A Long Way to Go: Conversations about Race by African American Faculty and Graduate Students

By Darrell Cleveland | Go to book overview

21

“CASUALTIES OF WAR”:
SUGGESTIONS FOR HELPING AFRICAN
AMERICAN GRADUATE STUDENTS
SUCCEED IN THE ACADEMY

Sibby Anderson-Thompkins,
Marybeth Gasman, Cynthia Gerstl-Pepin, Karry Lane Hathaway, and Lisa Rasheed1

Nothing that I learned . . . lessened my feelings of pain and confusion and bitterness
as related to my origins: my street, my family, and my friends. Nothing showed me
how I might try to alter the political and economic realities underlying our Black
condition in White America.

JORDAN, 1989, p. 58

June Jordan made this comment in a lecture on her experience in 1975 as a student at Barnard College. While the words were written over two decades ago, they reflect many of the concerns expressed by African American graduate students today. In response to their research interests, students like June Jordan often hear, “That issue is not really valid ...” “You may be labeled a feminist if you pursue that topic ...” “You know, you may be ghettoized for choosing to study that [African American issue] research agenda ...” Many students in doctoral programs across the country receive these messages from faculty. What is their result? To what extent are qualified and interested African American graduate students discouraged from participation in the academy or confined in their pursuit of research topics? To what extent do they feel that they are casualties of an invisible war? In this article, we seek to amplify the voices of African American graduate students.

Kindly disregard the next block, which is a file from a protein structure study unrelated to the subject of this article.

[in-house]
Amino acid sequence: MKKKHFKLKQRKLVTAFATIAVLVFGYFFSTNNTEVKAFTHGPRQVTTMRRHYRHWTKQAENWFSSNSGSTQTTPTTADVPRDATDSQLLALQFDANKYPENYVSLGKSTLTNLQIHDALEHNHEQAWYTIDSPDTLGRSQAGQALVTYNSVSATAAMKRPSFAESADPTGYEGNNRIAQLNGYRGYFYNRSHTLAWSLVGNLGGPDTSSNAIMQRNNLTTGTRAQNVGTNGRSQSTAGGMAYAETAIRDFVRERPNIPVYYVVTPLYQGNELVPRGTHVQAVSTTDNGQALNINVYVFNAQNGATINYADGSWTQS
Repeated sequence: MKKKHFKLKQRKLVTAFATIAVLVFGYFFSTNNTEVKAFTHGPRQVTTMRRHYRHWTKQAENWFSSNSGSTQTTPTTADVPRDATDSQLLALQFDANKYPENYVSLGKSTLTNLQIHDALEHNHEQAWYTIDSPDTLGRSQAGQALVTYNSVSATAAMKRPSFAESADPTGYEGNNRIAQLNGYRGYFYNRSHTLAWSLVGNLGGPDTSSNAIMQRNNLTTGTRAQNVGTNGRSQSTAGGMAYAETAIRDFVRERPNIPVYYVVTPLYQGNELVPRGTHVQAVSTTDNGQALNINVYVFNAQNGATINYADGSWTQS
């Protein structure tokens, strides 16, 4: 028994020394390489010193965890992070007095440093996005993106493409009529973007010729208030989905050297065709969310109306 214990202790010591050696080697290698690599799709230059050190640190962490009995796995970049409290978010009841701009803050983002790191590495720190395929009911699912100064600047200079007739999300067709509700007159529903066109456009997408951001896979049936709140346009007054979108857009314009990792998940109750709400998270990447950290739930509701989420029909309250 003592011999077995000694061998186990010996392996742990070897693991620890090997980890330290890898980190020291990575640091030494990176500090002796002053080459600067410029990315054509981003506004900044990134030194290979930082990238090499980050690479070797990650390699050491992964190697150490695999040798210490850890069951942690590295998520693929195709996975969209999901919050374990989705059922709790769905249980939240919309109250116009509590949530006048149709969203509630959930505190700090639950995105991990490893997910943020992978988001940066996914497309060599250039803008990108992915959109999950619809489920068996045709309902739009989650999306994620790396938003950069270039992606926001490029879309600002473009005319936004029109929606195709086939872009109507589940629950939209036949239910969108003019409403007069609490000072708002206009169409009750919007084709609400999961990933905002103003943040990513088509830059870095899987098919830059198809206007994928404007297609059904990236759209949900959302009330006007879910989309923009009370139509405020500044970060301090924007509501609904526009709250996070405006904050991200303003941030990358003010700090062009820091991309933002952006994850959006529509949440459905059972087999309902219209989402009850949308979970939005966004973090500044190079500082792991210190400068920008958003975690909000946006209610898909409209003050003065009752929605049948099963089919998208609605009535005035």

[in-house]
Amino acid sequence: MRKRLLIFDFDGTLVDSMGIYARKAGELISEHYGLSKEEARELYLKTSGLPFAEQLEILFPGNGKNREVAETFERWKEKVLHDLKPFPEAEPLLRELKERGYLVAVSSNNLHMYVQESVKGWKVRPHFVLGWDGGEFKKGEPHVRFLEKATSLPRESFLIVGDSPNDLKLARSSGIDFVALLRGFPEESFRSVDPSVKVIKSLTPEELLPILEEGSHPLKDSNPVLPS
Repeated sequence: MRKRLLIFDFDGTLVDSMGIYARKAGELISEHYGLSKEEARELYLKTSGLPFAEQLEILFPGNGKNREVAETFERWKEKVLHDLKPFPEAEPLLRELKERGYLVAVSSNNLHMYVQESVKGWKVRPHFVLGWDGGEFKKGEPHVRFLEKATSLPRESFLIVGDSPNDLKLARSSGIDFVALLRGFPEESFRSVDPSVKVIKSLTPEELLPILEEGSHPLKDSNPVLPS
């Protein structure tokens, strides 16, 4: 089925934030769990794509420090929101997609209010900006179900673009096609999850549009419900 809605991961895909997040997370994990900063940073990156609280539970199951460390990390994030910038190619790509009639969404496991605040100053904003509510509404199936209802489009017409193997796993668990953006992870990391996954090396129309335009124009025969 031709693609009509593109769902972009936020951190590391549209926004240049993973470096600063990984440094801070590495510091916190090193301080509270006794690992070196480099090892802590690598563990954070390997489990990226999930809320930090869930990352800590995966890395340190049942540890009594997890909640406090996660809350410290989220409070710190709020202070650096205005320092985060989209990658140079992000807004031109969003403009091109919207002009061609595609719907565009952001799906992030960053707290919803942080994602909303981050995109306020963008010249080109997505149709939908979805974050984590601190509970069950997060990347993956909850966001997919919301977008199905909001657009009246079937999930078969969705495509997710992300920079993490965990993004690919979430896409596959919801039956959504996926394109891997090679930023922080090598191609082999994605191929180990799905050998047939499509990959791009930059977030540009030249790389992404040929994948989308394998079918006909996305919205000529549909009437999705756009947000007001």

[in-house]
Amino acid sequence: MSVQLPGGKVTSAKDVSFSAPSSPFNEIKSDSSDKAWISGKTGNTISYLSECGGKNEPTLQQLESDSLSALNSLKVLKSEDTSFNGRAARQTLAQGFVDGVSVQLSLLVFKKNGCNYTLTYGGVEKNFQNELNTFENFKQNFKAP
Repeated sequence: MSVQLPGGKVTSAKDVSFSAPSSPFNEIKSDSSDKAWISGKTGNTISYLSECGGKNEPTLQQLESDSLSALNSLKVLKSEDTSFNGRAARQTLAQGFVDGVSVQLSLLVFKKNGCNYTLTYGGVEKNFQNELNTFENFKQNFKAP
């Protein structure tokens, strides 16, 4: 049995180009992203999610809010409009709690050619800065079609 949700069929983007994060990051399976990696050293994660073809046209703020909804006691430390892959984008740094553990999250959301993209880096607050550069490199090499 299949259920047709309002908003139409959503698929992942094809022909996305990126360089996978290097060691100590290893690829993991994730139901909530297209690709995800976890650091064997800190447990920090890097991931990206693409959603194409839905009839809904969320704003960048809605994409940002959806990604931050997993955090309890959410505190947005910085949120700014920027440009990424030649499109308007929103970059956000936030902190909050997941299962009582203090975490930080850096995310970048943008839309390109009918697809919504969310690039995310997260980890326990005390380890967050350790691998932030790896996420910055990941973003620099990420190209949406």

This article emerged from a series of conversations among the authors about race and ethnicity in the academy. We realized how important these issues were and how rarely the traditional structures of an academic department offered any

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